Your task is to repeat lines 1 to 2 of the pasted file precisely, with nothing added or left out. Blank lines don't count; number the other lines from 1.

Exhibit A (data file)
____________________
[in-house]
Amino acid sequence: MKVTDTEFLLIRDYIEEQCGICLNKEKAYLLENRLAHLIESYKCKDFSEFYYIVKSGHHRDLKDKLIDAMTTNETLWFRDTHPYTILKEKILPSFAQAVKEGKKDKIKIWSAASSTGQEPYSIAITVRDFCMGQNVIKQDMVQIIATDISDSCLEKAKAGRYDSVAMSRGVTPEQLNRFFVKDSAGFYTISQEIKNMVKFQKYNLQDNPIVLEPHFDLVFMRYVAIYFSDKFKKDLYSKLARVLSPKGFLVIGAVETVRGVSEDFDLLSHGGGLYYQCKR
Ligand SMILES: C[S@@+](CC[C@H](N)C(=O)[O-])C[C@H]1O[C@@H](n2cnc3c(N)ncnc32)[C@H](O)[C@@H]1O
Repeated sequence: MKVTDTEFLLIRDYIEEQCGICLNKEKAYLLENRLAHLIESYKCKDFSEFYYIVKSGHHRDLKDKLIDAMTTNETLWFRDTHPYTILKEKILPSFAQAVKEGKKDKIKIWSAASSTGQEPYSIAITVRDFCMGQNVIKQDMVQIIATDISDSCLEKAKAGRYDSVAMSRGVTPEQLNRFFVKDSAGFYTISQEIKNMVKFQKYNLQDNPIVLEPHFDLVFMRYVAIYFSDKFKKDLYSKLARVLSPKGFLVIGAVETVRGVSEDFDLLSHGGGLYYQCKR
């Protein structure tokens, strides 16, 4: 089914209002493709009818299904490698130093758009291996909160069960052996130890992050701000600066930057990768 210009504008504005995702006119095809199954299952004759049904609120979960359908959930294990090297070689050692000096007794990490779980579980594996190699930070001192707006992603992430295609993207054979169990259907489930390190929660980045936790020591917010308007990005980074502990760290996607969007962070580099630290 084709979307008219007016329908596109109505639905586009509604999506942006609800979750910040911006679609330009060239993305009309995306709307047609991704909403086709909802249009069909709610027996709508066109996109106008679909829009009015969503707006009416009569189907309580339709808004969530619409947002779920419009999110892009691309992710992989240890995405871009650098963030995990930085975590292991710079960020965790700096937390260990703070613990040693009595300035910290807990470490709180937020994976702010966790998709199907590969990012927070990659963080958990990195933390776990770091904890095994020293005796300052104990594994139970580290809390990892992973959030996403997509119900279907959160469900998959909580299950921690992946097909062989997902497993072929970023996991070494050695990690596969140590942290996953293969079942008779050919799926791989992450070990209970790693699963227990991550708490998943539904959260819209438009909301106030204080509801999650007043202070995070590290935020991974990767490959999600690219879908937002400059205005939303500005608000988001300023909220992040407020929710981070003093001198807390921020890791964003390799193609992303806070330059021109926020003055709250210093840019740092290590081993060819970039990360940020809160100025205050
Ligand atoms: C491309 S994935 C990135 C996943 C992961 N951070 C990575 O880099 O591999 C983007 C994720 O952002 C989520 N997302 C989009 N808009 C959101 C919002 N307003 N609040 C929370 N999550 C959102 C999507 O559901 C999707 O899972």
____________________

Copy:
[in-house]
Amino acid sequence: MKVTDTEFLLIRDYIEEQCGICLNKEKAYLLENRLAHLIESYKCKDFSEFYYIVKSGHHRDLKDKLIDAMTTNETLWFRDTHPYTILKEKILPSFAQAVKEGKKDKIKIWSAASSTGQEPYSIAITVRDFCMGQNVIKQDMVQIIATDISDSCLEKAKAGRYDSVAMSRGVTPEQLNRFFVKDSAGFYTISQEIKNMVKFQKYNLQDNPIVLEPHFDLVFMRYVAIYFSDKFKKDLYSKLARVLSPKGFLVIGAVETVRGVSEDFDLLSHGGGLYYQCKR